Thursday, May 15, 2014

Thursday's Therapy - Self-Care: Soothing Your Traumatized Brain + Video: Relaxing Nature Sounds

Thursday's Therapy

Self-Care: Soothing Your Traumatized Brain
Video: Relaxing Nature Sounds

What many people do not realize is that Child-Loss not only involves a lifetime of Complicated Grief, but it also involves an extended period of Trauma. {Tommy and I are in the 7 3/4 year of grief, and we still battle the Trauma aspects of Child-Loss.} 

A client this week was describing her trauma to me and asking what to do to help herself when she feels so traumatized over facing her loss and the dire possibilities of potential loss. A newly Grieving Mother was writing me an email about the same time asking essentially the same thing, how to survive her Child-Loss Grief and Trauma. I decided these questions were so important, I needed to answer them in this blog post so that we could all be reminded of some of the basic survival tactics to our Traumatic Grief.

I explained to my client that the culprit lies in the "primitive part" of the brain which consists of the Amygdala and the Hypothalamus-Pitutitary-Adrenal or HPA system. Once the Amygdala receives the bodily sensations that trigger "Danger!," it sends out the pertinent "Fight-Flight-Freeze-or-Dissociate" message to the Hypothalamus, Pituitary and Adrenal glands. Unfortunately, the Amygdala can continue to send "Danger!" messages even when the very real danger has passed, leaving traumatized minds, bodies, hearts, and souls whose trauma continues to signal current "Danger!" repeatedly...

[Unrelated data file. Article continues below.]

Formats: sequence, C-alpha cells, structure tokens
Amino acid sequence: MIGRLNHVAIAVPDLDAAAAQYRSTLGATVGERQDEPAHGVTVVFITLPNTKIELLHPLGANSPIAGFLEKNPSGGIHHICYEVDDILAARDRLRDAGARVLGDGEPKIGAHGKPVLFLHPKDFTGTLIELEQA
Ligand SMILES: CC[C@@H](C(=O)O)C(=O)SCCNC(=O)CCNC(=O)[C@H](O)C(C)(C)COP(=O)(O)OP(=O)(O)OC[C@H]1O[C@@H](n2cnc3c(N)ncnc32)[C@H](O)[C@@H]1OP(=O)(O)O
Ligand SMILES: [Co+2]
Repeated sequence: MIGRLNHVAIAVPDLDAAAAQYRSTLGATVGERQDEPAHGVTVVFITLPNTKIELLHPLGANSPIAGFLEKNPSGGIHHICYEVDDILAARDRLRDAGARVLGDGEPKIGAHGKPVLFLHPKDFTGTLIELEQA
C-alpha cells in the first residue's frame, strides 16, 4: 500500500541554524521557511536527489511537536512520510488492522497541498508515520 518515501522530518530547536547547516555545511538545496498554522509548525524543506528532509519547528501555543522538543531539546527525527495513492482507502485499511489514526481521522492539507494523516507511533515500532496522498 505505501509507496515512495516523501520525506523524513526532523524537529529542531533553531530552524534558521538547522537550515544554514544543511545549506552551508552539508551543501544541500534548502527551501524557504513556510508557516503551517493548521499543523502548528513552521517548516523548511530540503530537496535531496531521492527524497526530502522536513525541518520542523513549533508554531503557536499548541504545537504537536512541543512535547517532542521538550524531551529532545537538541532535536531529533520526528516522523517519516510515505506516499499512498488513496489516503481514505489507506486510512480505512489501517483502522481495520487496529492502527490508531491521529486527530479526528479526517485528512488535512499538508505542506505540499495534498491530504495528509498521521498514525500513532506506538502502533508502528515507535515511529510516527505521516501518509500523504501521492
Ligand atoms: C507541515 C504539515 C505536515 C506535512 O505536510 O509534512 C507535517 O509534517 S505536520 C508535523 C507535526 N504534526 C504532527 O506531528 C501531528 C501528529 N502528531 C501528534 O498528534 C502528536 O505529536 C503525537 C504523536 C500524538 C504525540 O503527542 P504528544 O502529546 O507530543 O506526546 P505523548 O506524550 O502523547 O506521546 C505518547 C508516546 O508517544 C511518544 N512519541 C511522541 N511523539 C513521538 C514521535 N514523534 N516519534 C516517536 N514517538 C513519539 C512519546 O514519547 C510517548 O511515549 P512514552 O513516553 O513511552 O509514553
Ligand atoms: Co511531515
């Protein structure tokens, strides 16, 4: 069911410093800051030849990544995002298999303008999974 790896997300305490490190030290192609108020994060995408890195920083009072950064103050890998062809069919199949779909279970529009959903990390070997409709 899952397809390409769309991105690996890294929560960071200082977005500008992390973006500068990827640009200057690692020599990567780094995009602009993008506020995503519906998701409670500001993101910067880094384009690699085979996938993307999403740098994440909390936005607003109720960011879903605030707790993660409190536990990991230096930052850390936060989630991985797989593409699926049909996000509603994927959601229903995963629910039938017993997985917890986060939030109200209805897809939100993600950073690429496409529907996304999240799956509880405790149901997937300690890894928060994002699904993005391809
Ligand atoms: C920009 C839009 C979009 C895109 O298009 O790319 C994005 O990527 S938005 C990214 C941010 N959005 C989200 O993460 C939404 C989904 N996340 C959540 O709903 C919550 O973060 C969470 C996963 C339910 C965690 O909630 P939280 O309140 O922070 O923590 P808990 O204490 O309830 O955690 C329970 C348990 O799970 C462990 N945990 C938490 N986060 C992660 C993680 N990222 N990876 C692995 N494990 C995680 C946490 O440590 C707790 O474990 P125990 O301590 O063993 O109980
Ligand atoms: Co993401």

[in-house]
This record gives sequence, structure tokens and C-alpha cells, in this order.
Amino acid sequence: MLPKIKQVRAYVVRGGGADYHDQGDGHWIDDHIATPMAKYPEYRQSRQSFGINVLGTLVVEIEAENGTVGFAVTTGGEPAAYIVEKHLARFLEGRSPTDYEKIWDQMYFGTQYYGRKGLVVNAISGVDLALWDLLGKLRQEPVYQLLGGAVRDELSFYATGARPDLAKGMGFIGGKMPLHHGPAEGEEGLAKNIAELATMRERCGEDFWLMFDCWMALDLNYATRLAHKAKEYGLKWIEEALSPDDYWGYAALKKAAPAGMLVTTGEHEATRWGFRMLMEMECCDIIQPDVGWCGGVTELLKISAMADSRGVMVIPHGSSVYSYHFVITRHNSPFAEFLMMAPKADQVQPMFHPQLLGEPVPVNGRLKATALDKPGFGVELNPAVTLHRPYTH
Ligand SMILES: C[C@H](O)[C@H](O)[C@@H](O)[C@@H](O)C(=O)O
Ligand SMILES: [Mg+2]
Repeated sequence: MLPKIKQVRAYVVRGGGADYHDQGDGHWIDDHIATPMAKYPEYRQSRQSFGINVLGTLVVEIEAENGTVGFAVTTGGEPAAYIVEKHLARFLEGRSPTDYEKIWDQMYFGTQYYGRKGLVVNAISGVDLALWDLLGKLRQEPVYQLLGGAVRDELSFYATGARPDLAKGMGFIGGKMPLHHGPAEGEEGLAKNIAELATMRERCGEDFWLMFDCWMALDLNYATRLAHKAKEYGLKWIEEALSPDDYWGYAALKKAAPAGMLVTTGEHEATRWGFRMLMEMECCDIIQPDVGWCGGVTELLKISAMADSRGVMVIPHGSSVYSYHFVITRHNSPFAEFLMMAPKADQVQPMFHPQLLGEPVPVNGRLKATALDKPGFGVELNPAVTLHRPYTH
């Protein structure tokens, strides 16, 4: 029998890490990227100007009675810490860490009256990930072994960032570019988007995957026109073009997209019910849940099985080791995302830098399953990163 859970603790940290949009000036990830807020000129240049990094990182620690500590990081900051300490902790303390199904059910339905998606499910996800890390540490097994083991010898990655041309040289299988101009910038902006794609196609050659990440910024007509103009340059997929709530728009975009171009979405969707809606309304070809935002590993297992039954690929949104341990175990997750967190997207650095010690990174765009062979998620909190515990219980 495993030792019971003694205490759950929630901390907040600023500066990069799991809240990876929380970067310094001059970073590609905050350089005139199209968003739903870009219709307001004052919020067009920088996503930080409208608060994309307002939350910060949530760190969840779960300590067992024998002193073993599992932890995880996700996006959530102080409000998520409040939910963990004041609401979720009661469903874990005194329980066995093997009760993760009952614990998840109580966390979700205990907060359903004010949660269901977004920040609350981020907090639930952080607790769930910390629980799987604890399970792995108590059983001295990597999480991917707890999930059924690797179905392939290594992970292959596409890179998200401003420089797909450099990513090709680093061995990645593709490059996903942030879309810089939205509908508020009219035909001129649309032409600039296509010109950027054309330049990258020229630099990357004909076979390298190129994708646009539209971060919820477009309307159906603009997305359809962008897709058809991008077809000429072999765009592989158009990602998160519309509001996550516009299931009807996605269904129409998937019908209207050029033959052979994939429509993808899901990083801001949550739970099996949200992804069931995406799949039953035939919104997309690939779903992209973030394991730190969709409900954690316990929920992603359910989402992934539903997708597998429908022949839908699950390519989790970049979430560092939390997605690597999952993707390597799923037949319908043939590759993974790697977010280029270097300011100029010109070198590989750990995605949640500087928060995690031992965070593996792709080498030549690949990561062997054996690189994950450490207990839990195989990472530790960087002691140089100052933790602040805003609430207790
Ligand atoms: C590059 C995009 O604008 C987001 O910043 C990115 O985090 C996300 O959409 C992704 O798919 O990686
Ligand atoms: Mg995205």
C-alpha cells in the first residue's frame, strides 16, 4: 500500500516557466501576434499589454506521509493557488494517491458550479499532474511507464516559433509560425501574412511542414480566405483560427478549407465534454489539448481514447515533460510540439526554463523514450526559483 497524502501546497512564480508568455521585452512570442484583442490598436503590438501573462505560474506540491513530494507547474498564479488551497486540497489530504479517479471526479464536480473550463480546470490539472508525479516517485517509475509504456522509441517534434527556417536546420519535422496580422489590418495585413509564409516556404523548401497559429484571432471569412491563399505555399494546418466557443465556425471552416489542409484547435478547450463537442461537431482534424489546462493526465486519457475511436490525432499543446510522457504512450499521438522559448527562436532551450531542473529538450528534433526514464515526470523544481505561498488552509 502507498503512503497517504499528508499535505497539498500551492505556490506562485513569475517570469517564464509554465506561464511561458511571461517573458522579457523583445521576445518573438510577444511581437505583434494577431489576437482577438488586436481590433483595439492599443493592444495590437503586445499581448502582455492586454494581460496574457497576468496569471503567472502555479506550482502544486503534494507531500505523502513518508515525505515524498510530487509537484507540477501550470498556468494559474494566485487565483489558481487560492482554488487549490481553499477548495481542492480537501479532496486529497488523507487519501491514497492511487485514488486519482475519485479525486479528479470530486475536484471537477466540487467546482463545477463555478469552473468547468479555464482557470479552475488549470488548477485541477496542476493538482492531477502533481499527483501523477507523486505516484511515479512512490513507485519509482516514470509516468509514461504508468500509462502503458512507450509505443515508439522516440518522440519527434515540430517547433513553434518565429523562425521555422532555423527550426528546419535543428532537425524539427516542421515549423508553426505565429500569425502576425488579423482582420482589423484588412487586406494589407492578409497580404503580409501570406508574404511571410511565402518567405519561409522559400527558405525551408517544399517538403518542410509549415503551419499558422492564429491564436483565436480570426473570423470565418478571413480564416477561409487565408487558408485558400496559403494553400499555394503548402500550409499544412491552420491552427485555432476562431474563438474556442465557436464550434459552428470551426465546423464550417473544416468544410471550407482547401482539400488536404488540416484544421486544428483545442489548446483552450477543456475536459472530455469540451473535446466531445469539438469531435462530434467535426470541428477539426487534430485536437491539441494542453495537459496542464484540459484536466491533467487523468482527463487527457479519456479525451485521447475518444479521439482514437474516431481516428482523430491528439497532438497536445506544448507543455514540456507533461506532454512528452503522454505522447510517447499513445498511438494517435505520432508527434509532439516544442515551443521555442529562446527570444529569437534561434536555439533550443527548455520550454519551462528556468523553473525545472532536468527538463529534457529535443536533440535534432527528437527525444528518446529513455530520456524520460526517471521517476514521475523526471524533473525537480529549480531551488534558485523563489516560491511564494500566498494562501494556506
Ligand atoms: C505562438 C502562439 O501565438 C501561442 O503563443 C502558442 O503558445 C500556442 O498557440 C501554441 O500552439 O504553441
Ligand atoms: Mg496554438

For a Child-Loss Griever, our bodies become so worn down from our raw grief as well as our severely traumatized systems, that ofttimes, generally after a period of the first two years of grief, we become worn down, with the blessed initial shock that once graciously cushioned us from the vastness of the devastation of our loss, then starting to wear down, so that our "primitive brain" gets triggered more easily and thus begins to signal "Danger!" more often. This typically happens by year three (3); the third year was exactly the time for Tommy and me that was the absolute worst period of time over these past 7 3/4 years of our grief and trauma.

In that 3rd year after we lost our child, PostTraumatic Stress symptoms began to exaggerate. Hyper-vigilance (ever on the alert for more danger to the lives of our living loved ones), Hyper-arousal (our body jumping at the sound of a sudden noise, or being more reactive in general), Sleep Disturbance, etc. seemed to escalate. We were so thrown by our sudden demise at such a seemingly unusual time in our grief that we began to research every psychologist/psychiatrist parent who had lost a child until we found two simple sentences that brought sense to our chaos:

"Fish (1986) found that the grief of mothers was more intense after 2 years than it was in the beginning, and it did not taper off until after 5 years.... Likewise, in a study of 54 parents following the death of their child..., Rando (1983) found that grief actually intensified in the third year."

What Forever Means After the Death of a Child (page 82)
by Grieving Mother, Kay Talbot, Ph.D. 

We learned from Dr. Therese Rando, Ph.D. (whom we mentioned in the above quote), and from Dr. Bessel A. Van der Kolk, M.D. that the Traumatic Loss of Our Child damages the brain, and that the sensing of continued signals of "Danger!" would only accentuate the damage to our brain! So we knew we needed to reverse what Trauma we could to help our poor brains heal.